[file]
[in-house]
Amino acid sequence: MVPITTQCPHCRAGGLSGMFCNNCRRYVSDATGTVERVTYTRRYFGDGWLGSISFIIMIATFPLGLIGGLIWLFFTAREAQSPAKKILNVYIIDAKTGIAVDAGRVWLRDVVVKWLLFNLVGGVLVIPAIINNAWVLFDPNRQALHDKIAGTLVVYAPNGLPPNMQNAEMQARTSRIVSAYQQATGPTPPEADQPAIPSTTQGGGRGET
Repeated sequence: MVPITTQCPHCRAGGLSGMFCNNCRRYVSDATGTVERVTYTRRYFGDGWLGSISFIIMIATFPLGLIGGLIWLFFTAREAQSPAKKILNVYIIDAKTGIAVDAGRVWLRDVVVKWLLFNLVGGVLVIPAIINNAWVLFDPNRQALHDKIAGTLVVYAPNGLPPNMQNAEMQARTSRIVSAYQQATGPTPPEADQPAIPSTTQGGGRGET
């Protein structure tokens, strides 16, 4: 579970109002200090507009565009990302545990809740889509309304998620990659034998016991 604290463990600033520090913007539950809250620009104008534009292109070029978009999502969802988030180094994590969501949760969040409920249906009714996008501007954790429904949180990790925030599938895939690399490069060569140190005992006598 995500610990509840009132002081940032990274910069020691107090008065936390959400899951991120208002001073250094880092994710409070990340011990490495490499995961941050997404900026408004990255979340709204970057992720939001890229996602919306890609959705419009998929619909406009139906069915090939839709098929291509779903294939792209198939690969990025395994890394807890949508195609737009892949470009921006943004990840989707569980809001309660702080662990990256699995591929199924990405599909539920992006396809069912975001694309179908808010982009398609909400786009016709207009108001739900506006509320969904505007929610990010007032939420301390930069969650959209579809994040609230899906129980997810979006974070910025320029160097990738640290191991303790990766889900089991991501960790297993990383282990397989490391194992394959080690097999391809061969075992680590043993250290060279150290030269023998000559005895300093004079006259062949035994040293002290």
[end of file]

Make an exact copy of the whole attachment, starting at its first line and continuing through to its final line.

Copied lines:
[in-house]
Amino acid sequence: MVPITTQCPHCRAGGLSGMFCNNCRRYVSDATGTVERVTYTRRYFGDGWLGSISFIIMIATFPLGLIGGLIWLFFTAREAQSPAKKILNVYIIDAKTGIAVDAGRVWLRDVVVKWLLFNLVGGVLVIPAIINNAWVLFDPNRQALHDKIAGTLVVYAPNGLPPNMQNAEMQARTSRIVSAYQQATGPTPPEADQPAIPSTTQGGGRGET
Repeated sequence: MVPITTQCPHCRAGGLSGMFCNNCRRYVSDATGTVERVTYTRRYFGDGWLGSISFIIMIATFPLGLIGGLIWLFFTAREAQSPAKKILNVYIIDAKTGIAVDAGRVWLRDVVVKWLLFNLVGGVLVIPAIINNAWVLFDPNRQALHDKIAGTLVVYAPNGLPPNMQNAEMQARTSRIVSAYQQATGPTPPEADQPAIPSTTQGGGRGET
């Protein structure tokens, strides 16, 4: 579970109002200090507009565009990302545990809740889509309304998620990659034998016991 604290463990600033520090913007539950809250620009104008534009292109070029978009999502969802988030180094994590969501949760969040409920249906009714996008501007954790429904949180990790925030599938895939690399490069060569140190005992006598 995500610990509840009132002081940032990274910069020691107090008065936390959400899951991120208002001073250094880092994710409070990340011990490495490499995961941050997404900026408004990255979340709204970057992720939001890229996602919306890609959705419009998929619909406009139906069915090939839709098929291509779903294939792209198939690969990025395994890394807890949508195609737009892949470009921006943004990840989707569980809001309660702080662990990256699995591929199924990405599909539920992006396809069912975001694309179908808010982009398609909400786009016709207009108001739900506006509320969904505007929610990010007032939420301390930069969650959209579809994040609230899906129980997810979006974070910025320029160097990738640290191991303790990766889900089991991501960790297993990383282990397989490391194992394959080690097999391809061969075992680590043993250290060279150290030269023998000559005895300093004079006259062949035994040293002290």